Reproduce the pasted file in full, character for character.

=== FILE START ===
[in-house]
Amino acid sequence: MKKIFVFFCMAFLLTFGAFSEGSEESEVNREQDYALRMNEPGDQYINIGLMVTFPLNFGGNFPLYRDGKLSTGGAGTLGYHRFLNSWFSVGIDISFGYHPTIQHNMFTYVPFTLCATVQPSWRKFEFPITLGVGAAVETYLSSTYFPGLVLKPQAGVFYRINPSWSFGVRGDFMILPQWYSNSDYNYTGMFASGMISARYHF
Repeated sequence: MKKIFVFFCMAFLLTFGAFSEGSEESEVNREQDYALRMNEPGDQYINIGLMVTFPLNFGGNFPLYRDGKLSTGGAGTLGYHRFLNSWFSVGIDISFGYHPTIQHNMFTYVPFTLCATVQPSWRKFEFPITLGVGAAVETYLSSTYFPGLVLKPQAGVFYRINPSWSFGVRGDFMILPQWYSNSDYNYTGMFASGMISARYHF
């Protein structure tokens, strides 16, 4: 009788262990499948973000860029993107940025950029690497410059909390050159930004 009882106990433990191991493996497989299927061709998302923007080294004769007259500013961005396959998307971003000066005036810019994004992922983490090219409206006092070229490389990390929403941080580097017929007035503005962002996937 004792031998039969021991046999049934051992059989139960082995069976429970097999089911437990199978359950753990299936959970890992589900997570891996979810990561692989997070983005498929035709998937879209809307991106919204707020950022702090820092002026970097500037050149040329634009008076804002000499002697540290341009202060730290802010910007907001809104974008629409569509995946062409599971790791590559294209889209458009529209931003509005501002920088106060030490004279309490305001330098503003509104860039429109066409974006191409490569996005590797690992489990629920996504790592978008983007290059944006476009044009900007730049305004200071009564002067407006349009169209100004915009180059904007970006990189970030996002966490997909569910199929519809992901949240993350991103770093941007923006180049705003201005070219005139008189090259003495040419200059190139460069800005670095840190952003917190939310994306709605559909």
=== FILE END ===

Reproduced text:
[in-house]
Amino acid sequence: MKKIFVFFCMAFLLTFGAFSEGSEESEVNREQDYALRMNEPGDQYINIGLMVTFPLNFGGNFPLYRDGKLSTGGAGTLGYHRFLNSWFSVGIDISFGYHPTIQHNMFTYVPFTLCATVQPSWRKFEFPITLGVGAAVETYLSSTYFPGLVLKPQAGVFYRINPSWSFGVRGDFMILPQWYSNSDYNYTGMFASGMISARYHF
Repeated sequence: MKKIFVFFCMAFLLTFGAFSEGSEESEVNREQDYALRMNEPGDQYINIGLMVTFPLNFGGNFPLYRDGKLSTGGAGTLGYHRFLNSWFSVGIDISFGYHPTIQHNMFTYVPFTLCATVQPSWRKFEFPITLGVGAAVETYLSSTYFPGLVLKPQAGVFYRINPSWSFGVRGDFMILPQWYSNSDYNYTGMFASGMISARYHF
């Protein structure tokens, strides 16, 4: 009788262990499948973000860029993107940025950029690497410059909390050159930004 009882106990433990191991493996497989299927061709998302923007080294004769007259500013961005396959998307971003000066005036810019994004992922983490090219409206006092070229490389990390929403941080580097017929007035503005962002996937 004792031998039969021991046999049934051992059989139960082995069976429970097999089911437990199978359950753990299936959970890992589900997570891996979810990561692989997070983005498929035709998937879209809307991106919204707020950022702090820092002026970097500037050149040329634009008076804002000499002697540290341009202060730290802010910007907001809104974008629409569509995946062409599971790791590559294209889209458009529209931003509005501002920088106060030490004279309490305001330098503003509104860039429109066409974006191409490569996005590797690992489990629920996504790592978008983007290059944006476009044009900007730049305004200071009564002067407006349009169209100004915009180059904007970006990189970030996002966490997909569910199929519809992901949240993350991103770093941007923006180049705003201005070219005139008189090259003495040419200059190139460069800005670095840190952003917190939310994306709605559909």